• Everyone responds defensively to labels whether the label is accurate or not. So, avoid labels at all costs and instead cite behavior/objective facts. Also, remember that as soon as you label someone, they’re going to ask for an example immediately anyway, so just skip to the example. Don’t say: “Jill, you seem a little antisocial and I’m concerned about that since it’s so important to build a strong relationship with this client.” Instead, reword this way: “Jill, I noticed last week that you didn’t eat lunch with the client team during the kickoff meeting or attend the social Friday night. It’s so important that we build strong relationships with their team so that concerned me a bit. Your thoughts? What can we do moving forward to ensure we’re building strong relationships with them?”

To enhance the effectiveness of these interventions/discussions in general, it can help immensely if you establish ground rules/practices early on before there’s a need for a difficult discussion. Some of these practices might include agreeing to debriefing meetings afterward to consider what worked and what didn’t, conducting standard feedback sessions every 90 or 120 days, or agreeing to ask permission to raise a “hard issue” when necessary.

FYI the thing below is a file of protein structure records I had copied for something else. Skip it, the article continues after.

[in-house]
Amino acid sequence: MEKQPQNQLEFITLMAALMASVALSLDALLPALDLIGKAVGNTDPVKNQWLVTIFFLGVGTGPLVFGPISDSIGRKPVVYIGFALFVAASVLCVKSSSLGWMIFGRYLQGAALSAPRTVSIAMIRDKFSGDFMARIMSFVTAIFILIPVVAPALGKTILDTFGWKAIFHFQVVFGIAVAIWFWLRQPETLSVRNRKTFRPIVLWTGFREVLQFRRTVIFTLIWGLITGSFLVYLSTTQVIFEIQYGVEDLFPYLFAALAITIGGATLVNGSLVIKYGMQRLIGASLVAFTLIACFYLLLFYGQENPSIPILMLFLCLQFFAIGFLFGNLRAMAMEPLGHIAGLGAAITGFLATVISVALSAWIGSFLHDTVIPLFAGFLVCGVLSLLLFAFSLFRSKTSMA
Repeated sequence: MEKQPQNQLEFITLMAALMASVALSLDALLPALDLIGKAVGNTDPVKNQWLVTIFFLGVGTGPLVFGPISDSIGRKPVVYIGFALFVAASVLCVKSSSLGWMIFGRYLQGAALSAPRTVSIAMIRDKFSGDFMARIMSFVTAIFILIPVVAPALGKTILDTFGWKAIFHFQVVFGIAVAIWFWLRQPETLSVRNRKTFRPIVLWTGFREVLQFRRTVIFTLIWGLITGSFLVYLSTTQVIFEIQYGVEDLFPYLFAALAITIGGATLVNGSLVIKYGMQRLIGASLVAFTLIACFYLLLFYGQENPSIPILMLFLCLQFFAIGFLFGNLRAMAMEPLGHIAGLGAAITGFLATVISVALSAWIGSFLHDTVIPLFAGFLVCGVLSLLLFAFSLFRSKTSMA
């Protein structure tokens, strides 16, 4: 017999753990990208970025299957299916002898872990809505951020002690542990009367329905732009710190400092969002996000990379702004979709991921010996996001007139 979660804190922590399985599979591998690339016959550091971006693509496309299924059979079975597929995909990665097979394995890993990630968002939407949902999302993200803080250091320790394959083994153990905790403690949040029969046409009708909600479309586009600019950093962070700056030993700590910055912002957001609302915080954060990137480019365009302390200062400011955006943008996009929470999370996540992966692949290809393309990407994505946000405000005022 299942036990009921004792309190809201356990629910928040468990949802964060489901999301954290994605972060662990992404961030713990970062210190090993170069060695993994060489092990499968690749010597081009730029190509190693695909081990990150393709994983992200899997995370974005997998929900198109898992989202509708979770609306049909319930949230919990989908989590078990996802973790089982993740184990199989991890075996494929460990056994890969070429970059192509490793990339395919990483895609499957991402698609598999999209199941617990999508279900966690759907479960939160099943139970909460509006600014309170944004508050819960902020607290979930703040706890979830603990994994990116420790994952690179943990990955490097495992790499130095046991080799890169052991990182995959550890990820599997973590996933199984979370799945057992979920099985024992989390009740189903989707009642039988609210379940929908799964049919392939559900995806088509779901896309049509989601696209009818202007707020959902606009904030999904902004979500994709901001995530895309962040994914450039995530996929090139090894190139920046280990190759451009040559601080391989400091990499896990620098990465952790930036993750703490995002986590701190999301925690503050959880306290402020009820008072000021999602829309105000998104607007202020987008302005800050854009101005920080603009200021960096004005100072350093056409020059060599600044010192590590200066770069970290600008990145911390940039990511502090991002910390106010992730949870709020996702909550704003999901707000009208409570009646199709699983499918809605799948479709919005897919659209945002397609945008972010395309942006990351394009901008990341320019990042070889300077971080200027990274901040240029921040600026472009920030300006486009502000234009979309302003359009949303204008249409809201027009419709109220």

Although these crutches can be helpful, don’t misconstrue them as a blanket recommendation to soften all constructive criticism or difficult messaging. Sometimes, softening the message can be the wrong move, so you should be as direct as your personal comfort level and the maturity of the relationship will allow. Often, it’s appropriate (and necessary) to be firm, direct, and to the point. However, if you have situations where you run the risk of avoiding the conversation/issue because you just don’t know how to deliver the message, consider using these “crutches” to help you say what needs to be said.

Dana Brownlee is a keynote speaker, corporate trainer, and teambuilding consultant. She is president of Professionalism Matters, Inc., a boutique professional development corporate training firm. Her firm operates www.professionalismmatters.comand www.meetinggenie.comand latest publications are instructional DVDs “Are You Running a Meeting or Drowning in Chaos?” and “5 Secrets to Virtually Cut Your Meeting Time in Half!” She can be reached at danapbrownlee@professionalismmatters.com.